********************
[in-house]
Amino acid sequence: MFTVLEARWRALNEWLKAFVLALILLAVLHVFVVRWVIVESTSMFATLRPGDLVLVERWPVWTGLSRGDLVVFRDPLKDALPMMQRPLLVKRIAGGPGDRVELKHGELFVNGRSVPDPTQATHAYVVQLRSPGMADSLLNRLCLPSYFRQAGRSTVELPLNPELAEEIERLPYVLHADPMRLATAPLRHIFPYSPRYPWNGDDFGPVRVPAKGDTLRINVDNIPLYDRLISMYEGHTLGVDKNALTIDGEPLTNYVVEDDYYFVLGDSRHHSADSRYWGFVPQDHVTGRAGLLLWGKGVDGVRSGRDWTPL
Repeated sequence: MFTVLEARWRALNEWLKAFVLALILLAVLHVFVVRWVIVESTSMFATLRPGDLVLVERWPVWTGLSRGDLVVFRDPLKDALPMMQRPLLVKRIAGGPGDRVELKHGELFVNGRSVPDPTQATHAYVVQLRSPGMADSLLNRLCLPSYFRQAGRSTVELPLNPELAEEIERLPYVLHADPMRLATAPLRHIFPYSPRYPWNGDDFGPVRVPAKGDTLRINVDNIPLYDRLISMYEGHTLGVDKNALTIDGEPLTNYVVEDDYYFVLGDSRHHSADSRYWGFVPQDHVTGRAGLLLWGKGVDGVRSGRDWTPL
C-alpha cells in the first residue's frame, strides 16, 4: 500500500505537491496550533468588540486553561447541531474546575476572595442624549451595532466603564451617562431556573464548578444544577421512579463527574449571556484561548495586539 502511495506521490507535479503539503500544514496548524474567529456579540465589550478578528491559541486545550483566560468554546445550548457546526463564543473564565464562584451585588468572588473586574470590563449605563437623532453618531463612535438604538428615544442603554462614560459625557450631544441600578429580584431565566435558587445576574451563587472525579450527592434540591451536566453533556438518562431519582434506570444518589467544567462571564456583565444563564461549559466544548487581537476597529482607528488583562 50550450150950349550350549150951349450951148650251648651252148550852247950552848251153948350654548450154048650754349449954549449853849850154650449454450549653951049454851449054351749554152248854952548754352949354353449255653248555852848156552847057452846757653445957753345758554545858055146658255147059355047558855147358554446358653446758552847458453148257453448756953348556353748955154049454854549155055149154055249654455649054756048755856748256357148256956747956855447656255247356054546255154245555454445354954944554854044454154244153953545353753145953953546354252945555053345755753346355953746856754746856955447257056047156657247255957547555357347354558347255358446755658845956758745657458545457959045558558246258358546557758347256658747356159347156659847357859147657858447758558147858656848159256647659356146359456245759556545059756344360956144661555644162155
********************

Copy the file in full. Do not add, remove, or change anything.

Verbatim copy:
[in-house]
Amino acid sequence: MFTVLEARWRALNEWLKAFVLALILLAVLHVFVVRWVIVESTSMFATLRPGDLVLVERWPVWTGLSRGDLVVFRDPLKDALPMMQRPLLVKRIAGGPGDRVELKHGELFVNGRSVPDPTQATHAYVVQLRSPGMADSLLNRLCLPSYFRQAGRSTVELPLNPELAEEIERLPYVLHADPMRLATAPLRHIFPYSPRYPWNGDDFGPVRVPAKGDTLRINVDNIPLYDRLISMYEGHTLGVDKNALTIDGEPLTNYVVEDDYYFVLGDSRHHSADSRYWGFVPQDHVTGRAGLLLWGKGVDGVRSGRDWTPL
Repeated sequence: MFTVLEARWRALNEWLKAFVLALILLAVLHVFVVRWVIVESTSMFATLRPGDLVLVERWPVWTGLSRGDLVVFRDPLKDALPMMQRPLLVKRIAGGPGDRVELKHGELFVNGRSVPDPTQATHAYVVQLRSPGMADSLLNRLCLPSYFRQAGRSTVELPLNPELAEEIERLPYVLHADPMRLATAPLRHIFPYSPRYPWNGDDFGPVRVPAKGDTLRINVDNIPLYDRLISMYEGHTLGVDKNALTIDGEPLTNYVVEDDYYFVLGDSRHHSADSRYWGFVPQDHVTGRAGLLLWGKGVDGVRSGRDWTPL
C-alpha cells in the first residue's frame, strides 16, 4: 500500500505537491496550533468588540486553561447541531474546575476572595442624549451595532466603564451617562431556573464548578444544577421512579463527574449571556484561548495586539 502511495506521490507535479503539503500544514496548524474567529456579540465589550478578528491559541486545550483566560468554546445550548457546526463564543473564565464562584451585588468572588473586574470590563449605563437623532453618531463612535438604538428615544442603554462614560459625557450631544441600578429580584431565566435558587445576574451563587472525579450527592434540591451536566453533556438518562431519582434506570444518589467544567462571564456583565444563564461549559466544548487581537476597529482607528488583562 50550450150950349550350549150951349450951148650251648651252148550852247950552848251153948350654548450154048650754349449954549449853849850154650449454450549653951049454851449054351749554152248854952548754352949354353449255653248555852848156552847057452846757653445957753345758554545858055146658255147059355047558855147358554446358653446758552847458453148257453448756953348556353748955154049454854549155055149154055249654455649054756048755856748256357148256956747956855447656255247356054546255154245555454445354954944554854044454154244153953545353753145953953546354252945555053345755753346355953746856754746856955447257056047156657247255957547555357347354558347255358446755658845956758745657458545457959045558558246258358546557758347256658747356159347156659847357859147657858447758558147858656848159256647659356146359456245759556545059756344360956144661555644162155